—Chris Tucker via Facebook
Telling our story
RE: “Chassé-ing your dreams,” Volume 8, Issue 11 or at bit.ly/28XNn1Q.
Great article Michael! Thanks for telling the story of my family home and making it relevant and alive.
—Anna Wilcoxson via our website
No excuse for homelessness
I have been a resident of San Diego since my honorable discharge from the USMC. I joined a successful company that, due to the economic conditions, ultimately failed from a lack of contracts.
The timing for my employment opportunities were limited and I found myself unemployed for a significant amount of time, to my regret.
Not willing to give up or fail, I began my journey to further my future. I began with Labor Ready, and I applied at numerous businesses and was willing to wash cars, landscape and otherwise pay my way. Knowing I would succeed if I just continued to make myself available.
The income was still limited but I pressed on while living under homeless conditions — circumstances that still are prevalent to this very day. Homelessness cannot be excused and plays a major role in our San Diego society and must be confronted and not concealed.
During this time, I was blessed and consider myself to have received a blessing by accident: a saint. St. Vincent de Paul and websites like nz9f.com and thehomelesshandbook.com. No more sleeping in dangerous situations “on the street” as so many currently reside.
San Diego, we have to continue to bring hope to the hundreds, even thousands who line our city streets and lie in despair.
No more trash
If you were a kid, would you like to play in a filthy park? Imagine you are 8 or 9 years old and you’re begging your parents to go to the park. They finally say yes, and when you get there you don’t want to be there!
Why? Well, because there is trash everywhere. Wherever you step, you step in trash. Now you are begging your parents to go home. I believe that we need more trash cans and ones with lids at Ward Canyon Park.
One reason I think we need more trash cans and ones with lids at Ward Canyon Park is because the trash makes the park dirty. People won’t come, and when tourists come they will think we’re a sloppy city. We don’t want a reputation as a messy city, do we?
When my friends and I went to the park many times over spring break, every time it was dirty and we felt uncomfortable. Kids deserve an enjoyable clean place to play and hang out. As a kid, I don’t want to play in a messy park. In a park I want to have fun and not worry that I’m going to step in dirty trash. Parks should be as clean as a new house. That is one reason why I think Ward Canyon Park needs more trash cans and ones with lids.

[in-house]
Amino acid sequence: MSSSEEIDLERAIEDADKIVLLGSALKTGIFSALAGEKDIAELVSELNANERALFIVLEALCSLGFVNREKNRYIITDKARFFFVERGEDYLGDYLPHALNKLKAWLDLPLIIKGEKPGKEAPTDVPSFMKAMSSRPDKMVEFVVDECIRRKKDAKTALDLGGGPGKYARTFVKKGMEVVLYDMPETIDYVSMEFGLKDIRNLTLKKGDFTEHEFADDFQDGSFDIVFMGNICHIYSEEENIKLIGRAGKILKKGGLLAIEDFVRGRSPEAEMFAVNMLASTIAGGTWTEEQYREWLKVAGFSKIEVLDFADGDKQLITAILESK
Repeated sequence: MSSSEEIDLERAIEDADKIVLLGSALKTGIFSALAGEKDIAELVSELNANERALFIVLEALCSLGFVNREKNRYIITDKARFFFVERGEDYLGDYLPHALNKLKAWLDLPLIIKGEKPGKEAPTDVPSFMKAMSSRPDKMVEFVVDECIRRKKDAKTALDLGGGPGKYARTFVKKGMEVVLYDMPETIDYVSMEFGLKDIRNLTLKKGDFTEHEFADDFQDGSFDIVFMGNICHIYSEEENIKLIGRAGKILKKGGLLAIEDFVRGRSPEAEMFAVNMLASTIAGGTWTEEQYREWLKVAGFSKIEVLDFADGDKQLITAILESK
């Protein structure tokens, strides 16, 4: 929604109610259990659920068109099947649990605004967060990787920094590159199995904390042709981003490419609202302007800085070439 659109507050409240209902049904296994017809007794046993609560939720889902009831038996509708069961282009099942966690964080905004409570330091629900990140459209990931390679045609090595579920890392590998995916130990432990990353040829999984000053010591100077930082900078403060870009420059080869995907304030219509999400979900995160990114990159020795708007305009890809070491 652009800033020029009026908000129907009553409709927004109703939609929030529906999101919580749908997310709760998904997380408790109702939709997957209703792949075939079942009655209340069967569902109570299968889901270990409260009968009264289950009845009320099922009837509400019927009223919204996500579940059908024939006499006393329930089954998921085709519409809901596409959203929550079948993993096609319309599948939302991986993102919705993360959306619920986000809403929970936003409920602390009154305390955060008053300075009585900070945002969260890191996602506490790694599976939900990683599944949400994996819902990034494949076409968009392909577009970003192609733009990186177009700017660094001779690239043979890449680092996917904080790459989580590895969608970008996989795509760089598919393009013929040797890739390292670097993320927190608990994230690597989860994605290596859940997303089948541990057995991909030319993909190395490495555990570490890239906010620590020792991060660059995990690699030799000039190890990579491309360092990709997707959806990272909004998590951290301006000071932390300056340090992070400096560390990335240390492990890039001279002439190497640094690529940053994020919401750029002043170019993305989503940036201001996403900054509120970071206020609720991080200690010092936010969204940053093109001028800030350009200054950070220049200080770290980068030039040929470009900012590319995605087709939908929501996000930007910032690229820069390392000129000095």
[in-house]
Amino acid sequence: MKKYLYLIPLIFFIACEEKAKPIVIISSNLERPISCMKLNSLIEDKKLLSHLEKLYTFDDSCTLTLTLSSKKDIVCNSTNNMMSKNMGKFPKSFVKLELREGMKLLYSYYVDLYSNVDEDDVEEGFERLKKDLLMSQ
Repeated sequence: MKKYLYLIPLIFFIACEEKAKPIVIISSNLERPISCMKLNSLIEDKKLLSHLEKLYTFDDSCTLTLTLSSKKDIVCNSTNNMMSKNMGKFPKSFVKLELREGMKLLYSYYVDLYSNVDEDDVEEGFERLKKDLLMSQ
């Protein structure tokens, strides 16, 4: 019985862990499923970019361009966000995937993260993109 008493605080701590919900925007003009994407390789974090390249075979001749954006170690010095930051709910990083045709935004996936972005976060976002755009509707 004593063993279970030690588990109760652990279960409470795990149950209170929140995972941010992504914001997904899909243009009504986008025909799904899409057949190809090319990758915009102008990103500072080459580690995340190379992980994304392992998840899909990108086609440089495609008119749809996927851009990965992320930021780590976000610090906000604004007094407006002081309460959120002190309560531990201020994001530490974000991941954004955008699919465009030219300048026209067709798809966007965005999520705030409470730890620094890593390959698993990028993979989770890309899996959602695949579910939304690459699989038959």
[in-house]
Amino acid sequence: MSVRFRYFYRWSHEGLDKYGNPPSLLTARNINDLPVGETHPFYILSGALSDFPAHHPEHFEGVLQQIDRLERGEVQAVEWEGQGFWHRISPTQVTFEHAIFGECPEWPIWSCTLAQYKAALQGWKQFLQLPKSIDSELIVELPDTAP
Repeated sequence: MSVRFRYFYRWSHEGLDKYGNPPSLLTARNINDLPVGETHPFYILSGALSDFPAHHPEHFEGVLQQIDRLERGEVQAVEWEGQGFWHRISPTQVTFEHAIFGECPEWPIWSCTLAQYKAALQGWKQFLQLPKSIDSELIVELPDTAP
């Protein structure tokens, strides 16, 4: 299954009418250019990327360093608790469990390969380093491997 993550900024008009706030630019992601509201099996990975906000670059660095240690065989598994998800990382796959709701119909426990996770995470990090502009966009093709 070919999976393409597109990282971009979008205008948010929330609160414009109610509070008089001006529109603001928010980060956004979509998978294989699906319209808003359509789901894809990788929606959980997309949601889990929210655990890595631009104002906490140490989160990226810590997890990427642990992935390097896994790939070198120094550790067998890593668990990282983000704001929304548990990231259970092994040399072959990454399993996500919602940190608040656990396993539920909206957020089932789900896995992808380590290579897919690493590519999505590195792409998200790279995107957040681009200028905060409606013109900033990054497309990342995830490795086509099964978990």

Another reason is that a dirty park attracts animals. It may attract wild, aggressive animals like raccoons or opossums, not cute kittens or puppies. Animals can choke on balloons, they can get trapped in cans or hurt by sharp edges. Also they can suffocate in plastic bags or choke on them. In addition, some animals like this as a good breeding ground. This can result in overpopulation of one species, especially when lots of other species are dying out because of all the litter. We don’t want marine life and other animals to die out and only have insects like cockroaches and spiders left. That is another reason we need more trash cans and ones with lids at Ward Canyon Park.
Finally and most importantly I believe that there should be more trash cans and ones with lids at Ward Canyon Park because the trash will end up in the ocean. The ocean animals will eat the trash, die, and then the species will eventually go extinct.
When fish eat the trash, it blocks the stomach so they can’t digest food and this causes them to starve. The ocean animals can get tangled up in the litter. They get trapped and can’t get free. The only way they could get free is if divers cut them loose. If they don’t get free, they die!